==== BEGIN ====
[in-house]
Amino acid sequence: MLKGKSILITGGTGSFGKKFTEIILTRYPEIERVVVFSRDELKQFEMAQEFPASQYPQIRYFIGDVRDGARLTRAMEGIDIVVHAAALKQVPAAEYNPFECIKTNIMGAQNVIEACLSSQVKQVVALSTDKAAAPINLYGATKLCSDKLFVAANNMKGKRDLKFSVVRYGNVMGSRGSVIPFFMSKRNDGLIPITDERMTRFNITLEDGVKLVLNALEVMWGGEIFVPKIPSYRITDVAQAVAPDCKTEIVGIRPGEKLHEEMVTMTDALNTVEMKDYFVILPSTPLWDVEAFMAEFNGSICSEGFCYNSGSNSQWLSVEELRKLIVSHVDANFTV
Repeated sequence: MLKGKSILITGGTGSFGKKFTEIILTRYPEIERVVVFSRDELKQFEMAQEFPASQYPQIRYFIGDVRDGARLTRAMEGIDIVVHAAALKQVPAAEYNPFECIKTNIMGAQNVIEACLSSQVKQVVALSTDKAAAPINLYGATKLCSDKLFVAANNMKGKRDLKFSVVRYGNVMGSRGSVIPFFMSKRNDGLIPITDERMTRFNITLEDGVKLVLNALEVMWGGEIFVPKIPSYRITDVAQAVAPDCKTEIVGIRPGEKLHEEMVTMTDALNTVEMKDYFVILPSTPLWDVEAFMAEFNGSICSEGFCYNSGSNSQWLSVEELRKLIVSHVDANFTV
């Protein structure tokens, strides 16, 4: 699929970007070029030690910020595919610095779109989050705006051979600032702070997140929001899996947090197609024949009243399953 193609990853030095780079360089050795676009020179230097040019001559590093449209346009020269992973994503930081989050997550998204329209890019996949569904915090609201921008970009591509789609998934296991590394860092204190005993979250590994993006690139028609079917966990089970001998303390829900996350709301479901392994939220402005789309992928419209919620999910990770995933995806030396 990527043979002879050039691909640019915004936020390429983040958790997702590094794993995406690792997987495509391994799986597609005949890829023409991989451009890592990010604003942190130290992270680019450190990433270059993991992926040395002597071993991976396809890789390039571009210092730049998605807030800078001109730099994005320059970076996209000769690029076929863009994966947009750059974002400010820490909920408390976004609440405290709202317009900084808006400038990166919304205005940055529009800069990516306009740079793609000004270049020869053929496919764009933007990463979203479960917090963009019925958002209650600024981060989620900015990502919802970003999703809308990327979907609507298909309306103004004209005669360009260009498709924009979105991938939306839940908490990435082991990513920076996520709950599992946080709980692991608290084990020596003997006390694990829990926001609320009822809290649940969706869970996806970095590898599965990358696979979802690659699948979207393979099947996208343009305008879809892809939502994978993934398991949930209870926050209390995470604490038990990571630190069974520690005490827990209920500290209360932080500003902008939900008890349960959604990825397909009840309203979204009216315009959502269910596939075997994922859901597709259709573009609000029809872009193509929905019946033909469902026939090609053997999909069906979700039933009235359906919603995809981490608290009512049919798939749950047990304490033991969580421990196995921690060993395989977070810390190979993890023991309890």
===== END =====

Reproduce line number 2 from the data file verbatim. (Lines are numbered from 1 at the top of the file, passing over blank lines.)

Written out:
Amino acid sequence: MLKGKSILITGGTGSFGKKFTEIILTRYPEIERVVVFSRDELKQFEMAQEFPASQYPQIRYFIGDVRDGARLTRAMEGIDIVVHAAALKQVPAAEYNPFECIKTNIMGAQNVIEACLSSQVKQVVALSTDKAAAPINLYGATKLCSDKLFVAANNMKGKRDLKFSVVRYGNVMGSRGSVIPFFMSKRNDGLIPITDERMTRFNITLEDGVKLVLNALEVMWGGEIFVPKIPSYRITDVAQAVAPDCKTEIVGIRPGEKLHEEMVTMTDALNTVEMKDYFVILPSTPLWDVEAFMAEFNGSICSEGFCYNSGSNSQWLSVEELRKLIVSHVDANFTV